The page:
He found that most non-hospital cardiac arrests occur at home. It’s often a family member who calls 911, begins CPR, makes tough decisions, and wonders if their loved one will wake up.
While survivors face existential problems once they learn what happened and are more worried about the future, witnesses – mostly close family members – have memories of it all and still struggle with hallmarks of PTSD such as flashbacks.
Agarwal was the senior author of a review of previous research published in the journal Resuscitation Plus in March, which showed that in some studies, family members reported even higher levels of stress than cardiac arrest survivors.
He said such emotional issues could affect the heart patient’s health if it limited the nursing staff’s ability to care for them.
Cunningham said a mental health problem can come in many forms. Depression alone can be accompanied by a loss of interest in something a person used to enjoy.
It can also lead to irritability, frustration, or apathy. These may include problems sleeping or changes in appetite.
“It doesn’t have to be just sadness or depression,” she said, and all of those symptoms “can then make it really difficult to do the things we need to do to take care of our health,” like see a doctor Events.
According to Agarwal, cardiac anxiety in survivors often manifests as preoccupation with minor changes in physical symptoms, such as: B. an increased heart rate, combined with the inability to distinguish between threatening and non-threatening symptoms.
Cardiologists, he said, are used to receiving calls from patients whose only symptom is fear that “something is wrong,” whereupon doctors in the emergency room find no signs of trouble.
How to cope
For many patients, Cunningham said, a critical step in coping with such issues is completing cardiac rehabilitation, a specialized program that typically includes education about stress and emotional factors.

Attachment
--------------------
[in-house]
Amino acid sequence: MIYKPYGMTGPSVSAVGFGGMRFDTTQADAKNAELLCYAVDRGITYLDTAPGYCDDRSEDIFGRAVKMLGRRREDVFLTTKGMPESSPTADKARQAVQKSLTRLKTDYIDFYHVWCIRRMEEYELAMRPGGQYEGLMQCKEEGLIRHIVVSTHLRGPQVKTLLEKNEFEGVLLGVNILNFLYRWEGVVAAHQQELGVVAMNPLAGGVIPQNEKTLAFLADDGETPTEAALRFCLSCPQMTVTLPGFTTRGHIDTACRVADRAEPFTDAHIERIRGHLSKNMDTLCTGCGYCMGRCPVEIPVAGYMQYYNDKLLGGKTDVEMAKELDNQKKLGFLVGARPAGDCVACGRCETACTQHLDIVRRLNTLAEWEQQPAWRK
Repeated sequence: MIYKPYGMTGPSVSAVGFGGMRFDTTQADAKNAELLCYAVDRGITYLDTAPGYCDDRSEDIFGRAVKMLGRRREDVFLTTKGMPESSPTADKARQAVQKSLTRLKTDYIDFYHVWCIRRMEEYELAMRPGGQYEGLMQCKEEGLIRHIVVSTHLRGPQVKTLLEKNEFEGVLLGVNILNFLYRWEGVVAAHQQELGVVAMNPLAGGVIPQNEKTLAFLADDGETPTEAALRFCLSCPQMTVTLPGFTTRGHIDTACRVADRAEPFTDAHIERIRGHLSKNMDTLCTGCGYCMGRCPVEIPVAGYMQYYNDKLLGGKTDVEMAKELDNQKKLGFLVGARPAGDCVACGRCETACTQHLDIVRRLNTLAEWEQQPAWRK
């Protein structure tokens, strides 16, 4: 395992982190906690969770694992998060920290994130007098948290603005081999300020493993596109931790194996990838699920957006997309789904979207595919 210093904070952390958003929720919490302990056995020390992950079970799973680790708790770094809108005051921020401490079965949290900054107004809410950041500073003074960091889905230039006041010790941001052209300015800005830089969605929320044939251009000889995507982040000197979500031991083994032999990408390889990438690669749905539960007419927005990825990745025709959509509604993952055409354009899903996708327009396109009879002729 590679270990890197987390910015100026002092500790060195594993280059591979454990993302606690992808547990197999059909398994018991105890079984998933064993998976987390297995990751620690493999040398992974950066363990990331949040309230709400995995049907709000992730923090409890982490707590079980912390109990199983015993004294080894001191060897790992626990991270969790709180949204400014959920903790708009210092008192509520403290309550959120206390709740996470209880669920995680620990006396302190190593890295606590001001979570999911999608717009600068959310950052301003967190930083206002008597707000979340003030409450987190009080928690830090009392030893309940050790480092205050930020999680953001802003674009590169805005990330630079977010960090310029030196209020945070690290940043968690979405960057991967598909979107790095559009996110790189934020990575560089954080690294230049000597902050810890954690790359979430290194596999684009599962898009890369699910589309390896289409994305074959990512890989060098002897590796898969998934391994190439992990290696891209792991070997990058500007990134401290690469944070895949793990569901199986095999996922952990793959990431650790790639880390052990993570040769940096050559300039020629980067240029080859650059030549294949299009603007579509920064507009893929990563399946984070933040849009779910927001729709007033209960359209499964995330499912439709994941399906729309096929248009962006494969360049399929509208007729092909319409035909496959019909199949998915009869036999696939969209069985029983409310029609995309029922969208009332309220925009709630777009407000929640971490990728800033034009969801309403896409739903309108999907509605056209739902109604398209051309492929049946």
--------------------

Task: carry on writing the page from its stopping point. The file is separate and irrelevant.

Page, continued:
This includes supervised exercise, which has been shown to help relieve symptoms of moderate depression.
Cardiac rehab staff can also be a source of emotional support for patients, she said, and help with referral for therapy.
Heart rehabilitation also offers the opportunity to make contact with other heart patients. “It’s really important,” she said.
It can also teach about the recovery process and help “normalize the fact that these emotional reactions are common.”
For people not in cardiac rehabilitation, a cardiologist or family doctor can make suggestions for therapists, Cunningham said.
Her own counseling of patients often begins by encouraging them to return to everyday life as best they are physically able.
“While they’re recovering from the surgery, they may not be able to do as much as they did before the surgery,” she said. But things like getting up, getting dressed and having breakfast are also important.
“There’s a fancy term for that,” she said. “We call it behavioral activation.” It’s simply “the idea of getting people back into fun and meaningful activities to make them feel better, and it works.”
Agarwal said he and other researchers are actively exploring ways to predict mental health problems in heart patients and involve families in the healing process.
He said he was drawn into this area of research because families were desperate for help and it was clear health systems needed to do more.
“You can’t leave it to the families and patients to find us or to find the resources,” he said. “It’s up to us to find equitable ways to get resources into the hands of the people who need them most.”
Cunningham has had similar experiences. “I think sometimes medical teams assume patients know they have depression and anxiety because we see it,” she said.
“But it can be very powerful to have a conversation with patients and help them make sense of what’s going on, because maybe someone hasn’t told them.”
Heart patients and families need to be aware of how common depression and anxiety are, Cunningham said. “It doesn’t mean there’s anything wrong with you as a person. We know this is a really common reaction.”
Written by Michael Merschel.